At work today, I decided to do a test of various file archivers/compressors. I didn’t test for compression time because that would require a set testbed, and I have actually work I need to do while this is going on. However, in terms of compression ratios, this might be a handy guide. I chose my computer’s Windows folder, as it is a good mix of some multimedia, text, and binary files. Arguably, my methodology could be better, but this is by no means a definitive test.
|Compression Type||Version Settings||Short Size||Specific Size||Compression Ratio (higher is better)|
|zip1||Best||738 MB||774’632’117 bytes||53.83%|
|rar||3.5b4 / Best||641 MB||672’352’805 bytes||59.92%|
|7z||4.18b / Ultra||380 MB||399’218’775 bytes||76.21%|
|uha2||0.6 / PPM||418 MB||439’032’243 bytes||73.83%|
|ace||2.6 b5 / Maximum||523 MB||549’003’502 bytes||67.28%|
Conclusions: The clear winner here is 7-zip. Not only was it relatively fast, but it even manages to beat the fabled UHARC compression (which, arguably, may show better results in a purely multimedia test, from which it draws its lofty reputation), and all with a neat interface akin to WinRAR (which still captures the best overall compressor award for its interface and extra functions). I was extremely surprised at how well the 7z compression fared.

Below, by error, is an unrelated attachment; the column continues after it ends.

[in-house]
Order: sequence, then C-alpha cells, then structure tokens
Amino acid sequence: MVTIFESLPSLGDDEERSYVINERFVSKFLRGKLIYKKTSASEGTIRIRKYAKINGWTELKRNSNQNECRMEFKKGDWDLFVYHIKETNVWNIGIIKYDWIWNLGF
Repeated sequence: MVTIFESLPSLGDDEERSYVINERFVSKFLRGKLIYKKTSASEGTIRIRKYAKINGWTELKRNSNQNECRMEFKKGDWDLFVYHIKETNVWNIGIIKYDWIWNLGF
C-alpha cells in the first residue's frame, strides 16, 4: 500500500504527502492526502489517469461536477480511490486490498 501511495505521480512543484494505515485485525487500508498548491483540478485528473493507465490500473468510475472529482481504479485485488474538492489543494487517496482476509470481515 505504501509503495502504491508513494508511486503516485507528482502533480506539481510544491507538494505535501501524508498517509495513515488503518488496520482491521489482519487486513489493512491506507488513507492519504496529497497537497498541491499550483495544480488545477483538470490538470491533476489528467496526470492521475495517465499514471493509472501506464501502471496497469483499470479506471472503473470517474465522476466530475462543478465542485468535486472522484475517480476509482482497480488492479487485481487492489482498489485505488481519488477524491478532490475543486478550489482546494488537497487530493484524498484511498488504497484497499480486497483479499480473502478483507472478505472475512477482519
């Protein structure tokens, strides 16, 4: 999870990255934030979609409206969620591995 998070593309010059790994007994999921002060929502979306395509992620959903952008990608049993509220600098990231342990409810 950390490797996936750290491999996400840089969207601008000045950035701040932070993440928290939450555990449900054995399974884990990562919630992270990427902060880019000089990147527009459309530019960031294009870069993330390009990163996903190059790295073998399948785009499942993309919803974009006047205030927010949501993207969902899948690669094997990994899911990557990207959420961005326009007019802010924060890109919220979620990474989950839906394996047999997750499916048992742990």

- while I have linked to WinZip, perhaps the most synonymous to Windows users (just as pkunzip was to DOS users), the Zip algorithm isn’t really the product of WinZip in that same way that other types, like 7z or Rar, are the products of their respective programs.[↩]
- UHARC is a command line compressor. For this test, I used BRHack’s UHARC GUI 3.06 b6. Since UHARC doesn’t have a home page, per se, I’ve linked to the BRHack website.[↩]